The Food and Drug Administration (FDA) authorized the use of a booster dose of Pfizer’s COVID-19 vaccine Wednesday for the elderly and populations especially vulnerable to COVID-19.
The FDA amended the Emergency Use Authorization (EUA) for the Pfizer vaccine to allow for a booster dose for individuals aged 65 years and older, or anyone aged 18 and older who are at high risk of severe COVID-19 or whose “frequent institutional or occupational exposure” to COVID-19 puts them at high risk.
UPDATE: The FDA grants emergency use authorization for the Pfizer booster for 65 and up and for people whose health or occupation puts them at risk. Statement just released: pic.twitter.com/DJR5ToRr45
— Natalie Brand (@NatalieABrand) September 23, 2021
The FDA’s Vaccines and Related Biological Products Advisory Committee voted 16-2 against Pfizer’s request that boosters be approved for all Americans aged 16 and over on Sept. 17. The panel did vote 18-0 to recommend approval for seniors and individuals at high risk, which is ultimately the recommendation the agency followed.
The FDA fully approved Pfizer’s COVID-19 vaccine Aug. 23, and President Joe Biden promised that boosters would be available to all Americans by late September. The Centers for Disease Control and Prevention’s (CDC) Advisory Committee on Immunization Practices is meeting Wednesday and Thursday to discuss whether to recommend boosters to certain populations. The first day of the meetings were held prior to the FDA’s approval.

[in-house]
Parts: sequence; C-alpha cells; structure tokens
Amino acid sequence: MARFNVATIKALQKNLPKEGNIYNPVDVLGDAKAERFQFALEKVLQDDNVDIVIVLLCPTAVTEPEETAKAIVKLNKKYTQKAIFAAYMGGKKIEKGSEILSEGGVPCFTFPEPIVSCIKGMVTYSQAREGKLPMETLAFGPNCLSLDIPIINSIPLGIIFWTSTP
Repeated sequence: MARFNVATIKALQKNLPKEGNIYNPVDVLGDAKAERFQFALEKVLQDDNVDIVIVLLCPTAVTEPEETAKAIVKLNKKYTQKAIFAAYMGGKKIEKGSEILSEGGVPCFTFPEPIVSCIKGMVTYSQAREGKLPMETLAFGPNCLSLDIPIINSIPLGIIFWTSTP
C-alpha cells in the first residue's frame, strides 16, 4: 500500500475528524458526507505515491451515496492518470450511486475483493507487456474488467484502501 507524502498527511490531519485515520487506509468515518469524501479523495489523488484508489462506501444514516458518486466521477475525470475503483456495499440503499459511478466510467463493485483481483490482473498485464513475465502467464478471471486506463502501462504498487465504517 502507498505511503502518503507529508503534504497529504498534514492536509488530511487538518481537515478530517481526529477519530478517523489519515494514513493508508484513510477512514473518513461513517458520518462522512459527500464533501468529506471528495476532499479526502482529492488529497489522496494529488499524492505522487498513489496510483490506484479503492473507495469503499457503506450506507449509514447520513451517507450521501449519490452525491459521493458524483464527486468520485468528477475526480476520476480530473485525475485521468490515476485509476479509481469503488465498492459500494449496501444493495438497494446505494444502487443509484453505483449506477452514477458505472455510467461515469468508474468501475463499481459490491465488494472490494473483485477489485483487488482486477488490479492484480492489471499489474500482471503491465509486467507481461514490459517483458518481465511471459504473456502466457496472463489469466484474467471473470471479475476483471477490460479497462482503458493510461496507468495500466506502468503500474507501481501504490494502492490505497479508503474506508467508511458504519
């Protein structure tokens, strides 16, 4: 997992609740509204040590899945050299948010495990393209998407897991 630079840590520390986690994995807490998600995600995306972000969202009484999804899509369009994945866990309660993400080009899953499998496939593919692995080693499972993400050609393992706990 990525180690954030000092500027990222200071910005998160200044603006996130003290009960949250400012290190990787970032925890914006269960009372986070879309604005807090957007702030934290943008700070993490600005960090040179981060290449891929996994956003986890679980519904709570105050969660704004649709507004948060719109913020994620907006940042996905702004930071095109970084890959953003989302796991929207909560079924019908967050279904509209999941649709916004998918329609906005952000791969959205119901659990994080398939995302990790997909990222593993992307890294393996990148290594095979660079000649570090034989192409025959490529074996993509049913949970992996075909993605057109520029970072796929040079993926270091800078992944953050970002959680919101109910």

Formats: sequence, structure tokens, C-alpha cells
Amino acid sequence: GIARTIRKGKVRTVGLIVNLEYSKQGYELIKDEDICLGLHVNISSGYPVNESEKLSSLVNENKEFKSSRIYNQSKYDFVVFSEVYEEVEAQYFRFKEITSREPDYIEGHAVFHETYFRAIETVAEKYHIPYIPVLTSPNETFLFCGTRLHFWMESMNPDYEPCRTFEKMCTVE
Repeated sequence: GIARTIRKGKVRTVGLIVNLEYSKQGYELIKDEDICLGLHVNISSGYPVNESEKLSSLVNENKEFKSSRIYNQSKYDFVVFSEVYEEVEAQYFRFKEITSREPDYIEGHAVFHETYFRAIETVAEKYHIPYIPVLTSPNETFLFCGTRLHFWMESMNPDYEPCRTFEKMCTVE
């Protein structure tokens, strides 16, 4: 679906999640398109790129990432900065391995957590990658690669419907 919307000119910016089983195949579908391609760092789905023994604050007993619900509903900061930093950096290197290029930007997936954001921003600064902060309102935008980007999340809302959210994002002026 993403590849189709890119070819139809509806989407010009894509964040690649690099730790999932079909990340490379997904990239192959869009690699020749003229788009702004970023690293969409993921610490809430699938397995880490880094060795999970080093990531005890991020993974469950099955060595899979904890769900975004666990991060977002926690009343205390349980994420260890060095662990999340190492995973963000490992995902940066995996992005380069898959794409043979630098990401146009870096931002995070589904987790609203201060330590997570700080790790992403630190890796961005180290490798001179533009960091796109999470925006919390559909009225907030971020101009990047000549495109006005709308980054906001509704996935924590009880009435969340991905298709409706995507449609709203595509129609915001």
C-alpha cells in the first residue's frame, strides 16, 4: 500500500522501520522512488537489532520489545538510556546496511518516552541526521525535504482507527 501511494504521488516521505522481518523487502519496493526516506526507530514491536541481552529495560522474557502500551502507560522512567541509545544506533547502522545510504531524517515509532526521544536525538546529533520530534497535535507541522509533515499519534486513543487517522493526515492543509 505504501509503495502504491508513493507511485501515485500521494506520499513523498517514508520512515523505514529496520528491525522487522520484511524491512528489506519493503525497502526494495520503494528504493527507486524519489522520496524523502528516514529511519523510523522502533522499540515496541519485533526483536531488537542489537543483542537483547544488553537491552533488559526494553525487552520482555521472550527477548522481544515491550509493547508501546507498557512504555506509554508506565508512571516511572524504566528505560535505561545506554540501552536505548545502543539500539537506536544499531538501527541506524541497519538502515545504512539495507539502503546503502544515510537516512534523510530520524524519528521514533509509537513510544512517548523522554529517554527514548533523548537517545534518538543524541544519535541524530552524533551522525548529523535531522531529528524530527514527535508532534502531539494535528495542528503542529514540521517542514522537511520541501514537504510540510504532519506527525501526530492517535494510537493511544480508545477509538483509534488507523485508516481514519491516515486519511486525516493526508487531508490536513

Some countries, including Israel, have already been administering boosters to their populations. Evidence presented to the FDA shows that the booster doses are generally safe and provide additional protection, particularly to vulnerable populations, as vaccine efficacy wanes six to eight months after administration. (RELATED: Fauci Flips On Boosters, Now Says It’s Not A ‘Mistake’ For FDA To Limit Recommendations)
Two top vaccine officials at the FDA announced their resignations in August, reportedly due to disagreements with the Biden administration’s push for widespread boosters. The two officials signed a letter Sept. 13 arguing that booster doses aren’t needed for the general population at this time.